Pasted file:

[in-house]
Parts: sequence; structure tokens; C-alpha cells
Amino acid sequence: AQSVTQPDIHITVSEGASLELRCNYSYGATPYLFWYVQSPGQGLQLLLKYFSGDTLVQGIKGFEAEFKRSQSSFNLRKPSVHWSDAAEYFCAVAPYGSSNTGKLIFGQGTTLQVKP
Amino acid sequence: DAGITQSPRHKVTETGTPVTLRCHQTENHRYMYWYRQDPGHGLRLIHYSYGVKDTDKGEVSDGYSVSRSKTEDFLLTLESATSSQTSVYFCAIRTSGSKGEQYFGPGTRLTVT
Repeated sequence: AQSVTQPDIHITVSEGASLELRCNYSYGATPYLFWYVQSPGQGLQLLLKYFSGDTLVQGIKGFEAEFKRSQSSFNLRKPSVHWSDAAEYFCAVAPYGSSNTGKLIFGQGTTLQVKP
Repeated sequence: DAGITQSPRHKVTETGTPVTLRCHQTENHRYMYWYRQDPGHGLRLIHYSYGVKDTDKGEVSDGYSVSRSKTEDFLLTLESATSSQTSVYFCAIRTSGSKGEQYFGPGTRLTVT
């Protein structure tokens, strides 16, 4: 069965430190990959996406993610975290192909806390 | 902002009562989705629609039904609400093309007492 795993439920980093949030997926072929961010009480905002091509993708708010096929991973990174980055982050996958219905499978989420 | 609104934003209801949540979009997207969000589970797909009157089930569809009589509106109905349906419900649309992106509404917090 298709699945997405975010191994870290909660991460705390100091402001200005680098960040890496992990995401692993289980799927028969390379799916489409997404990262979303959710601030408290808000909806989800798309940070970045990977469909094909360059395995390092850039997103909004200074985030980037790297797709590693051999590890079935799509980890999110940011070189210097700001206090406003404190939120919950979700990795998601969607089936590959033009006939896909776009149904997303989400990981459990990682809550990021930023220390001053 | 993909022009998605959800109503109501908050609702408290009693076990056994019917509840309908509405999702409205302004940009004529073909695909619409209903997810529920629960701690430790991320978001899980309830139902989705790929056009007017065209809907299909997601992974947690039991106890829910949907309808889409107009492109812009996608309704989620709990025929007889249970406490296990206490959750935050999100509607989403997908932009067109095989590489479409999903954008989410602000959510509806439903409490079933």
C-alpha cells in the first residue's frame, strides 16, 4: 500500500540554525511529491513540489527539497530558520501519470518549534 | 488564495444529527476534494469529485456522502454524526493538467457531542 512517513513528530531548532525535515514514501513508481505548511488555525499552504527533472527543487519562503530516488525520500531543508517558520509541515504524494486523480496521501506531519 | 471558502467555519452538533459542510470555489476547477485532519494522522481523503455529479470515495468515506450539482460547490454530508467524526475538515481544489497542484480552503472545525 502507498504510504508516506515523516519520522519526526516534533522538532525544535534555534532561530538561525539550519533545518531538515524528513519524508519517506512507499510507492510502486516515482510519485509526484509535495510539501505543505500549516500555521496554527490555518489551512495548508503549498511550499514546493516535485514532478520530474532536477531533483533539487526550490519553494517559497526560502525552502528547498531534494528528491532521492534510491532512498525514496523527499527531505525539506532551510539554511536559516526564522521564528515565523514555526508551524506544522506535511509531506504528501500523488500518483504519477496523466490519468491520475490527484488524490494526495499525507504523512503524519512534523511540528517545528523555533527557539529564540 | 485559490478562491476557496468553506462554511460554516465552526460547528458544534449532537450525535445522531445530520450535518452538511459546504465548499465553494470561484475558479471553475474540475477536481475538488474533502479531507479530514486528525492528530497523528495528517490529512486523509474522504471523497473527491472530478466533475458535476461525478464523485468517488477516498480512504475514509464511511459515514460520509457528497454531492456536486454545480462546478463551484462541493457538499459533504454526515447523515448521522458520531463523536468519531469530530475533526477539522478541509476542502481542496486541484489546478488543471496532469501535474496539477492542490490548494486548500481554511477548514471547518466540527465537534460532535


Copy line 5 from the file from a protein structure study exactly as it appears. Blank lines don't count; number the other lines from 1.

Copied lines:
Repeated sequence: AQSVTQPDIHITVSEGASLELRCNYSYGATPYLFWYVQSPGQGLQLLLKYFSGDTLVQGIKGFEAEFKRSQSSFNLRKPSVHWSDAAEYFCAVAPYGSSNTGKLIFGQGTTLQVKP